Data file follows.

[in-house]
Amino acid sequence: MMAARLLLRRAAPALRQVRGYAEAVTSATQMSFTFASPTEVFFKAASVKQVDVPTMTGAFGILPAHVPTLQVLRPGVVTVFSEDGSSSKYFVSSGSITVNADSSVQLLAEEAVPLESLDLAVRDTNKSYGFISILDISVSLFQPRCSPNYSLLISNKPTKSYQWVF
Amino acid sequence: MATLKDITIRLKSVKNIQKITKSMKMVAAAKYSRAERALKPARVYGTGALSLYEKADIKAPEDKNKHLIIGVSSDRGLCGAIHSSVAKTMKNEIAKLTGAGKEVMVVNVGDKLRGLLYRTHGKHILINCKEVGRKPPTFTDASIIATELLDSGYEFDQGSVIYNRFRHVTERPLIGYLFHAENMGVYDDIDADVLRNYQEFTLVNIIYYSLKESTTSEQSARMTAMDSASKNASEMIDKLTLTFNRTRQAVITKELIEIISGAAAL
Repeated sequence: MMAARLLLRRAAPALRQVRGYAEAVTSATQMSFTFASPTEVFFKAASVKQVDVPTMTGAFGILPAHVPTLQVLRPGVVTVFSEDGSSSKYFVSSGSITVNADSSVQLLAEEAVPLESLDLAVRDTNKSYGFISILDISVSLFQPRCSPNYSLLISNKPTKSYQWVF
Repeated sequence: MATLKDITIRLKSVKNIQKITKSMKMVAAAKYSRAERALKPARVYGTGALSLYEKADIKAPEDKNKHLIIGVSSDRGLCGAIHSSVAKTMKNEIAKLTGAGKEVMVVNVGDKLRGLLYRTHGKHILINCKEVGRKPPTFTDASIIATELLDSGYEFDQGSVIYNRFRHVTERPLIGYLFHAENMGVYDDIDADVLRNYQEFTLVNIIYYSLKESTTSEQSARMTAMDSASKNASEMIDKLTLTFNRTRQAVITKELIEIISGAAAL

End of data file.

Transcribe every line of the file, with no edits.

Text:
[in-house]
Amino acid sequence: MMAARLLLRRAAPALRQVRGYAEAVTSATQMSFTFASPTEVFFKAASVKQVDVPTMTGAFGILPAHVPTLQVLRPGVVTVFSEDGSSSKYFVSSGSITVNADSSVQLLAEEAVPLESLDLAVRDTNKSYGFISILDISVSLFQPRCSPNYSLLISNKPTKSYQWVF
Amino acid sequence: MATLKDITIRLKSVKNIQKITKSMKMVAAAKYSRAERALKPARVYGTGALSLYEKADIKAPEDKNKHLIIGVSSDRGLCGAIHSSVAKTMKNEIAKLTGAGKEVMVVNVGDKLRGLLYRTHGKHILINCKEVGRKPPTFTDASIIATELLDSGYEFDQGSVIYNRFRHVTERPLIGYLFHAENMGVYDDIDADVLRNYQEFTLVNIIYYSLKESTTSEQSARMTAMDSASKNASEMIDKLTLTFNRTRQAVITKELIEIISGAAAL
Repeated sequence: MMAARLLLRRAAPALRQVRGYAEAVTSATQMSFTFASPTEVFFKAASVKQVDVPTMTGAFGILPAHVPTLQVLRPGVVTVFSEDGSSSKYFVSSGSITVNADSSVQLLAEEAVPLESLDLAVRDTNKSYGFISILDISVSLFQPRCSPNYSLLISNKPTKSYQWVF
Repeated sequence: MATLKDITIRLKSVKNIQKITKSMKMVAAAKYSRAERALKPARVYGTGALSLYEKADIKAPEDKNKHLIIGVSSDRGLCGAIHSSVAKTMKNEIAKLTGAGKEVMVVNVGDKLRGLLYRTHGKHILINCKEVGRKPPTFTDASIIATELLDSGYEFDQGSVIYNRFRHVTERPLIGYLFHAENMGVYDDIDADVLRNYQEFTLVNIIYYSLKESTTSEQSARMTAMDSASKNASEMIDKLTLTFNRTRQAVITKELIEIISGAAAL